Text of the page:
“An animal has given its life for us to enjoy the meat. The least we can do is stretch it as far as possible.” So says Andy Fenner of Frankie Fenner Meat Merchants, a Cape Town based outfit dedicated to what they call ‘proper meat’. Nose-to-tail eating is a growing trend, with fine dining chefs now creating dishes with more unusual – and previously undesirable – parts of an animal. The jury’s still out on whether smilies will take off, but cheaper cuts of meat certainly have.
In the beginning
Andy says it all began with the now-ubiquitous pork belly. “A few years ago suppliers couldn’t give those away. Today, they’re everywhere and are treated as luxury dishes.” Indeed, a quick look on the menus of La Colombe, Radisson Blue Gautrain Hotel Restaurant, Reuben’s and Bistro Sixteen82 (among many others) reveals this to be quite true.
Bertus Basson of Top 10 restaurant Overture reckons nose-to-tail eating has become more popular because of its price, and because peasant food is more flavoursome and approachable than posh food. “We can thank the recession for that. We caught on that we can have as much fun munching on pigs trotters as we do munching caviar.”
Caroline McCann of Eat In DStv Food Network Produce Award-winning Braeside Butchery also noticed this trend when the credit crunch hit SA. “It’s interesting that as chefs have embraced it, so have the consumers. Chefs know how to take cuts and make them sexy.”
Chefs take the lead
It makes sense that professionals have spearheaded the movement. “If the consumer eats something weird that has been prepped and cooked for them, chances are they’ll love it. And when they realise these things aren’t as intimidating as they originally thought, they’ll start cooking them at home,” says Andy.
TV cooking shows like MasterChef SA have also encouraged home cooks to try new things, according to Caroline. “Their imagination has been ignited again. The media is helping a lot, and chefs are helping too.”
The menu of Joburg’s DW Eleven-13 changes almost every second week, but items such as brisket, short-rib, neck, trotters, cock’s combs, sweetbreads and lamb’s liver make regular appearances.
The restaurant started to serve some more unusual titbits last year, but much more so since January when their tapas bar, The Grazing Room, opened. Here executive chef Marthinus Fereirra gets to try things that are a little different and – if they’re popular – place them on the main menu. His short rib with homemade barbeque sauce and corn bread is one of these success stories.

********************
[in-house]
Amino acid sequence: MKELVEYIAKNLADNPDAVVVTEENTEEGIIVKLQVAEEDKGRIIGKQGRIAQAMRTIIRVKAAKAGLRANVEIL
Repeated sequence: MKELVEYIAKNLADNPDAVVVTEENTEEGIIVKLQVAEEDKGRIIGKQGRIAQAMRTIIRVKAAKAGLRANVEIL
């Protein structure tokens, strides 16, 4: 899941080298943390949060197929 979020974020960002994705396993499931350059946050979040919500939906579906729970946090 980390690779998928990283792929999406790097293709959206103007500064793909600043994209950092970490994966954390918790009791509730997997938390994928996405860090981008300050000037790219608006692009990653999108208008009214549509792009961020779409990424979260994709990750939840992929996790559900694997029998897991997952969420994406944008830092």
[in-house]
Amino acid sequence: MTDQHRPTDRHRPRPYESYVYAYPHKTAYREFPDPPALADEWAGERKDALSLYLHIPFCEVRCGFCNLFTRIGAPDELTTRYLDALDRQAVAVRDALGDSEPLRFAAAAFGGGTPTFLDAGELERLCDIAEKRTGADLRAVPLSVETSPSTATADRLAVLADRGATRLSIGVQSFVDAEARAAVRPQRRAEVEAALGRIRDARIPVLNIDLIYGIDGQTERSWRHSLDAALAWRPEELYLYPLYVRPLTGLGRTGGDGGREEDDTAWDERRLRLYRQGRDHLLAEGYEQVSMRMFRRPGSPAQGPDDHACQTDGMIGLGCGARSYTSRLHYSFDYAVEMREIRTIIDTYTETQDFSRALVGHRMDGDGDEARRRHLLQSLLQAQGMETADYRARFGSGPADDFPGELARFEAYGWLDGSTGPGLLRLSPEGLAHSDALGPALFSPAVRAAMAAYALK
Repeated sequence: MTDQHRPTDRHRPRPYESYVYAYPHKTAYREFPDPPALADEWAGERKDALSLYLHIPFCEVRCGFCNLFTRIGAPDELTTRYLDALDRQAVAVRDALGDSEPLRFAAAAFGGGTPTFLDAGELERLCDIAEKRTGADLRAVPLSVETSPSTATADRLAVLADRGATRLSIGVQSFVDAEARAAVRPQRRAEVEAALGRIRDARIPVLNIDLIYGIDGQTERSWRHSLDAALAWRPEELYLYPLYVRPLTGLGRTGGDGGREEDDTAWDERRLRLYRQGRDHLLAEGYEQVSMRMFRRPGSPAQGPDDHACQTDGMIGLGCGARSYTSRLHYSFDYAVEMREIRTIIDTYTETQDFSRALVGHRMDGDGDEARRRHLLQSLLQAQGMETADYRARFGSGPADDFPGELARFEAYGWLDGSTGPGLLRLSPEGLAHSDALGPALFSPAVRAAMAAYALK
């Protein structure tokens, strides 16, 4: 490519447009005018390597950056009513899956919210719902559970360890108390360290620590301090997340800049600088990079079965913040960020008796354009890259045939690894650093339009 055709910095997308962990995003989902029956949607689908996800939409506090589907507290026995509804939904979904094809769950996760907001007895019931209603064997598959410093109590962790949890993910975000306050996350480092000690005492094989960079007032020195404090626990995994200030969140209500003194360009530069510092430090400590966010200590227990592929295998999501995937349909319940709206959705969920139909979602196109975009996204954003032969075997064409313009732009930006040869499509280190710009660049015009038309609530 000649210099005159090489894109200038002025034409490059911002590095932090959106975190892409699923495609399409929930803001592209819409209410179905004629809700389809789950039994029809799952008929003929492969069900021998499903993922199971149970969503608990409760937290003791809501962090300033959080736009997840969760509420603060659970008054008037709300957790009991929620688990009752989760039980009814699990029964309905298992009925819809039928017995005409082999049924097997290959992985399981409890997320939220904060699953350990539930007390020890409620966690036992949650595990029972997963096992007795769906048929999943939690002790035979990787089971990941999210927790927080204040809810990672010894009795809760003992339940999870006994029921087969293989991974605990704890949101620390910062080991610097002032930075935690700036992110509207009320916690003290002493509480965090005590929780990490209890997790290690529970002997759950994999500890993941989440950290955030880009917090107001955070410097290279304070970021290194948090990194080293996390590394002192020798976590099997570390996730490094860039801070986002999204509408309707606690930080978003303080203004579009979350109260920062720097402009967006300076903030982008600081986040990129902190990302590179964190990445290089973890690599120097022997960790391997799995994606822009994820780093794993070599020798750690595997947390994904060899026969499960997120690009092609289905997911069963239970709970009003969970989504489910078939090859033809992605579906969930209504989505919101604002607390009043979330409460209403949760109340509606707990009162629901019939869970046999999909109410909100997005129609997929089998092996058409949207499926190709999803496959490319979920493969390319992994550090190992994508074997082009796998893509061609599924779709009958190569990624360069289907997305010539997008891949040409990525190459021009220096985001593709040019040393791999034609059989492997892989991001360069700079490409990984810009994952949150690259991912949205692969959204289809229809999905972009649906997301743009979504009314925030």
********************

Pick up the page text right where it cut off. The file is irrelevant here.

While more extreme dishes like the cock’s comb had rather a short life span on the menu, Joburgers have now warmed to sweetbreads, brisket, shoulder cuts and lamb ribs. Pork cheeks, ears and tails are gaining popularity too. The ears you have to cook for very long time to get them tender, before deep-frying to achieve that heavenly crackling-like crunch.
“If you’re clever as a restaurateur or chef, you try keep these interesting cuts on the menu as long as possible. It’s also a lot cheaper!” Marthinus laughs.
But with some of them you have to work a little harder. “My short-rib and brisket are cured for 24 hours, cold-smoked for four hours and then cooked sous-vide for 24 hours. After this, I pan-fry for colour. The result is beautifully soft and tender meat.”
Short-rib is a hit with Caroline too. “You simply can’t beat it. It offers the best of all worlds – there’s soft, tender meat; enough fat to make it juicy; and the bones release their flavour into the meat. With decent quality, you don’t need to add anything fancy. Just some Kalahari salt and ground pepper and you’re licking your fingers.”
But how adventurous are consumers? Bertus has a robust approach. “Just put it on the menu! We have taken a lot of chances on ingredients like chicken hearts and, I tell you what, the gamble was worth it. Both my guests and I learned a lot in the process.”
One of the fallacies is that you have to be a talented chef to cook these cuts. “Which is bullshit, of course,” according to Andy. “A lot of them are perfect for just chucking in some dark beer and braising for a few hours. Or as an alternative to a Sunday roast.”
But engaging with customers is important. Caroline asks the customers at her butchery what they’re planning, hoping to be able to offer them an alternative – and often more affordable – cut to satisfy their needs. “Personal interaction is critical, and this is where supermarkets fall flat. There are no blockmen on hand to help guide you in what you could be buying.”
At Braeside Butchery, Caroline’s philosophy to use as much of an animal as possible is a direct result of relationship with farmers. “I can’t get on the phone and order 100 beef fillets. You don’t grow fillets; you grow cows,” she quips. Therefore, in her efforts to sustain her suppliers and their ethical farming methods, Caroline has come up with ways to sell the more interesting cuts.
This acknowledgement of origin is vital to ethical meat-eating, which in turn supports the nose-to-tail philosophy. And if you keep this connection, says Andy, you’ll appreciate your food more.
“Meat becomes a treat and you eat less of it. It’s ironic, but we want people to eat less meat. Just eat the right kind of meat,” he concludes.
Photograph by sflovestory